Weapons of Mass Destruction: the Past, Present, and Future

Topics: Nuclear weapon, Atomic bombings of Hiroshima and Nagasaki, World War II Pages: 6 (2115 words) Published: January 1, 2013
Weapons of Mass Destruction:
The Past, Present, and Future


I.Intro-Weapons of mass destruction have been a forceful weapon for any country to have and a danger for all on earth. II.Background Information
a.Development of WMD
b.Uses During WWII And Effects
c.Development From WWII-Present
III.Modern/Future Weapons
a.What We Have Today
b.What We Are Developing

Throughout thousands of years mankind has developed and used different weapons to take out their enemies. Not until the last 100 years though, have these weapons been threats that can kill millions of people in seconds and decimate entire cities. With the development of weapons such as the atomic and hydrogen bombs and chemical and biological warfare, modern warfare has become a destructive force effecting not just one city but whole countries and hundreds of millions of people. With such terrible and destructive power is it possible that in the future weapons many times more dangerous will arise? And the bigger question, who will be in control of such great power and how can we prevent this technology from getting into the hands of others such as terrorist groups? The past has shown what man can do to one another, and the deadly aftermath of weapons of mass destruction (WMD) such as nuclear bombs can pollute an area with radioactive wastes that can last for centuries, such as the bombings of Japan during World War I. All in all weapons of mass destruction have been forceful weapons for those that possess them and a danger for everyone on earth.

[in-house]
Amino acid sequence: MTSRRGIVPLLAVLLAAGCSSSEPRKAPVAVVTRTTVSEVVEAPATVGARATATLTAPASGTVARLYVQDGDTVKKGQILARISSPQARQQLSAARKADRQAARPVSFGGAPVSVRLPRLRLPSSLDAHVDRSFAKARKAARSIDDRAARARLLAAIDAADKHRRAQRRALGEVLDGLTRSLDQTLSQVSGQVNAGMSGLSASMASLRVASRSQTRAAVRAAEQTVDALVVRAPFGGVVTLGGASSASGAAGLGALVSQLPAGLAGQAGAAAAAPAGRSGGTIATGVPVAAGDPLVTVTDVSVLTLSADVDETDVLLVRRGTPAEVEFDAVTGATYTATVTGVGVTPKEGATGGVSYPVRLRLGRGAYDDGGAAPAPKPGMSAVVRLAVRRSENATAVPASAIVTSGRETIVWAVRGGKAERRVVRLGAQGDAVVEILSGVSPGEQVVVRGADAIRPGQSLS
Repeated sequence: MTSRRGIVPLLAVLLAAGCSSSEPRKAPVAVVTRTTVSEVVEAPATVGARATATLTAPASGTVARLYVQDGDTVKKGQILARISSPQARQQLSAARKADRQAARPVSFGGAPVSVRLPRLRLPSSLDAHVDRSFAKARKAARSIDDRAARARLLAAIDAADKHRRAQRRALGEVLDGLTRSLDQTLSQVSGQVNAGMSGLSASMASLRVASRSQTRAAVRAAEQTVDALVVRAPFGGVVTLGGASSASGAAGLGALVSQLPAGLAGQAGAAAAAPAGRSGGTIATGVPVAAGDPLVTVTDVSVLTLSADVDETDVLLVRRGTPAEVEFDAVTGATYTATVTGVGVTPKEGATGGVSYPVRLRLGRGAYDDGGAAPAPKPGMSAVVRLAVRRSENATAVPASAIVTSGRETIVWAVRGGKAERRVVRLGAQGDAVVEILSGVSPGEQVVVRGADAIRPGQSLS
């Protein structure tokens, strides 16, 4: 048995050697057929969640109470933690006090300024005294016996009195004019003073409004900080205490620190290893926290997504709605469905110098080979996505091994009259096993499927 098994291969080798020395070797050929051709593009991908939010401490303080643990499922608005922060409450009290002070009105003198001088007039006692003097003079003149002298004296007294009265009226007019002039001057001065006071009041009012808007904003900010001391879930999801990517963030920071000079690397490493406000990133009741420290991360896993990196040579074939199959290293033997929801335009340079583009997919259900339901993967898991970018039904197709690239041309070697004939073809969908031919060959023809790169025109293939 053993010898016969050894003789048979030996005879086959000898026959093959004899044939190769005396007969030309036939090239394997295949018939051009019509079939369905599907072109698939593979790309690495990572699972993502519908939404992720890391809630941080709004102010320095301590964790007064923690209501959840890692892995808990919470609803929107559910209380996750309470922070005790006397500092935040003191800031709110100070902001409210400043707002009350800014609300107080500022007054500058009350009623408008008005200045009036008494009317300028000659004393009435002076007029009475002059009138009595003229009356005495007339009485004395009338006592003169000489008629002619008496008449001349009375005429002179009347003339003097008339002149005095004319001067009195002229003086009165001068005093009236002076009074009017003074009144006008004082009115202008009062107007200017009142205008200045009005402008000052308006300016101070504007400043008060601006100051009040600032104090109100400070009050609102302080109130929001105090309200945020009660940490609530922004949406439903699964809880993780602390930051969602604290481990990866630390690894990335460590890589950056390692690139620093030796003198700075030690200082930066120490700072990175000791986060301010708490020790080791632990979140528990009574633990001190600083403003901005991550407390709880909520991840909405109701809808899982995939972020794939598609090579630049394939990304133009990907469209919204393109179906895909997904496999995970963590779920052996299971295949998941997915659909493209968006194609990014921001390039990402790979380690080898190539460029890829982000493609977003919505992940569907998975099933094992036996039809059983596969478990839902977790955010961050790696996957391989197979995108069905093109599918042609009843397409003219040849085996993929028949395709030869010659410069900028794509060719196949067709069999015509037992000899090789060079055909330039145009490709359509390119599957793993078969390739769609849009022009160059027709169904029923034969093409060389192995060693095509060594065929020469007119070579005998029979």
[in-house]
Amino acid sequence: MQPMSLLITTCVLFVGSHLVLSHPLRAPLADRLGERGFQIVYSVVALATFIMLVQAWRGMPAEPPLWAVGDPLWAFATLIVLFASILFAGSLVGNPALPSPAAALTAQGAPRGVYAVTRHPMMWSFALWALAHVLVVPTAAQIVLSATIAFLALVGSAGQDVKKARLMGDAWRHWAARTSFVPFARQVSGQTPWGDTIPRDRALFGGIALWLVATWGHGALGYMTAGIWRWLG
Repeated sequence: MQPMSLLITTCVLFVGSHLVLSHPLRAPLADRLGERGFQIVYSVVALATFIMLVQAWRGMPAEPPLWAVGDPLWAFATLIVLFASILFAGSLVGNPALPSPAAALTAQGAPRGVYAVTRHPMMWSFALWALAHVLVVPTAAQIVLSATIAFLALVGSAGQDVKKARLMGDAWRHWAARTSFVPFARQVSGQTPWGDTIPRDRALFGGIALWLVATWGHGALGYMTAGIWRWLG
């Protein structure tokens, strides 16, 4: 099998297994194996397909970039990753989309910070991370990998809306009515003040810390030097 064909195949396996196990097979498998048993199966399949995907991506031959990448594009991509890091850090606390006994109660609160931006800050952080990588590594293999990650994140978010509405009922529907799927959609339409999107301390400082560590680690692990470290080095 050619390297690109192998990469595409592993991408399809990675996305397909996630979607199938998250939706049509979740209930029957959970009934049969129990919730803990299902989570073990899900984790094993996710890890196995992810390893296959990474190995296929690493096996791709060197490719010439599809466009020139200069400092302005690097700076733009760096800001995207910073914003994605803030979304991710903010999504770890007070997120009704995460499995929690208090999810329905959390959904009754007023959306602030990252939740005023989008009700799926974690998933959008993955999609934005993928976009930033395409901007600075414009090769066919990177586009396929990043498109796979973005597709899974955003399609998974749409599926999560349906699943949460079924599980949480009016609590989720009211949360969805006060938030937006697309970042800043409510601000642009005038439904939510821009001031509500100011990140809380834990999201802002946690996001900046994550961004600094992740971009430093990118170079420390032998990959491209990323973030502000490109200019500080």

What are weapons that fall under the category of WMD? Nuclear, chemical, and biological weapons are known as weapons of mass destruction today. Who said WMD only exist today? Wouldn’t it be true to say that ancient civilizations thousands of years ago used weapons of mass destruction? For example the Greek Spartans catapulted disease ridden bodies and feces over the walls of the barricaded city of Athens. They held a siege on the city for months and near the end of the siege most of the population had died of disease, starvation, and lack of sanitation. Couldn’t this be classified as a biological weapon of mass destruction? None the less WMD today are far more advanced and cause a lot more damage than the weapons of the past. The development of one of these WMD, the nuclear bomb, all started in 1942 by the US government and scientists such as Albert Einstein and Vannevar Bush under the Manhattan project. Their goal was to create a weapon of extreme destruction before the Nazi scientists developed one. The first step in creating the atom bomb was to isolate and purify uranium-235, the scientists perfected their uranium ore in Oak Ridge National Laboratory in Oak Ridge, Tennessee. They successfully purified the uranium to a grade of 90% compared to the 70% found naturally. They then proposed that if two pieces of uranium-235, which is too small to produce a chain reaction, would collide at a high speed it would release a high energy blast. The scientists were so confident in the success of the weapon that no testing was conducted. Although this weapon worked great, scientist also began studying and developing an easier solution in making the atom bomb at the same time as the bomb using uranium-235. This nuclear bomb would use the fissionable radioisotope, Plutonium-239. The “Plutonium Bomb” wouldn’t need two pieces of an element to collide it could decay and start a chain reaction just by being hit by one neutron. In 1942 the first successful nuclear reactor, using the fissionable plutonium, was made in the University of Chicago. Other reactors were built in Hanford, Washington and the fissionable plutonium created in these reactors from radioactive decay of uranium-239 was shipped to Los Almos, New Mexico to be created into a weapon. After the weapon was successfully produced it was then tested in Alamogordo, New Mexico. It was successful and...
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